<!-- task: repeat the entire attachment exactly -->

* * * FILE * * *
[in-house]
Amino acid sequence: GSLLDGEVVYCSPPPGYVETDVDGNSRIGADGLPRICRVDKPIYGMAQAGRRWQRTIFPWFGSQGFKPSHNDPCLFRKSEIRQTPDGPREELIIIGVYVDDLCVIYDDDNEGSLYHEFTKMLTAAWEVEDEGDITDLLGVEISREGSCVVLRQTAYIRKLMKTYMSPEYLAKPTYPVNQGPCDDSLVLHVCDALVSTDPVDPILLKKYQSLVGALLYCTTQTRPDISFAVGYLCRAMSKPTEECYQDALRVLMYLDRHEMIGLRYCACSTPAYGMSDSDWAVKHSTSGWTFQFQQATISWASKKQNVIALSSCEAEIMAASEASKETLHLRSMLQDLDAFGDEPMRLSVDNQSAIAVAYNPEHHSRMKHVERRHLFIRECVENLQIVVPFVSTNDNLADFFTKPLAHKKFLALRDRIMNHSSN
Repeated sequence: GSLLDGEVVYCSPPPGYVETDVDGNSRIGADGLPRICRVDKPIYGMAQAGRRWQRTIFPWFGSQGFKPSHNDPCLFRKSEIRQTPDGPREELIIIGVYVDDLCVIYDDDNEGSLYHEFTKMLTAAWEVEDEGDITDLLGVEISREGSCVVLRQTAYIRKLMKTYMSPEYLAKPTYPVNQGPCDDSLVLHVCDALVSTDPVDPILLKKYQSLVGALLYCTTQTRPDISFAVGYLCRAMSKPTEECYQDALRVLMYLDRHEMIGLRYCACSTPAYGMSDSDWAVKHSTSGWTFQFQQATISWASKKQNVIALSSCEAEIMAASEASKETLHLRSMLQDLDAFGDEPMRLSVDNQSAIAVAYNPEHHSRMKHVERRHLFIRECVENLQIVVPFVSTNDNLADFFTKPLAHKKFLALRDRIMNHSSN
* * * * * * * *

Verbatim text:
[in-house]
Amino acid sequence: GSLLDGEVVYCSPPPGYVETDVDGNSRIGADGLPRICRVDKPIYGMAQAGRRWQRTIFPWFGSQGFKPSHNDPCLFRKSEIRQTPDGPREELIIIGVYVDDLCVIYDDDNEGSLYHEFTKMLTAAWEVEDEGDITDLLGVEISREGSCVVLRQTAYIRKLMKTYMSPEYLAKPTYPVNQGPCDDSLVLHVCDALVSTDPVDPILLKKYQSLVGALLYCTTQTRPDISFAVGYLCRAMSKPTEECYQDALRVLMYLDRHEMIGLRYCACSTPAYGMSDSDWAVKHSTSGWTFQFQQATISWASKKQNVIALSSCEAEIMAASEASKETLHLRSMLQDLDAFGDEPMRLSVDNQSAIAVAYNPEHHSRMKHVERRHLFIRECVENLQIVVPFVSTNDNLADFFTKPLAHKKFLALRDRIMNHSSN
Repeated sequence: GSLLDGEVVYCSPPPGYVETDVDGNSRIGADGLPRICRVDKPIYGMAQAGRRWQRTIFPWFGSQGFKPSHNDPCLFRKSEIRQTPDGPREELIIIGVYVDDLCVIYDDDNEGSLYHEFTKMLTAAWEVEDEGDITDLLGVEISREGSCVVLRQTAYIRKLMKTYMSPEYLAKPTYPVNQGPCDDSLVLHVCDALVSTDPVDPILLKKYQSLVGALLYCTTQTRPDISFAVGYLCRAMSKPTEECYQDALRVLMYLDRHEMIGLRYCACSTPAYGMSDSDWAVKHSTSGWTFQFQQATISWASKKQNVIALSSCEAEIMAASEASKETLHLRSMLQDLDAFGDEPMRLSVDNQSAIAVAYNPEHHSRMKHVERRHLFIRECVENLQIVVPFVSTNDNLADFFTKPLAHKKFLALRDRIMNHSSN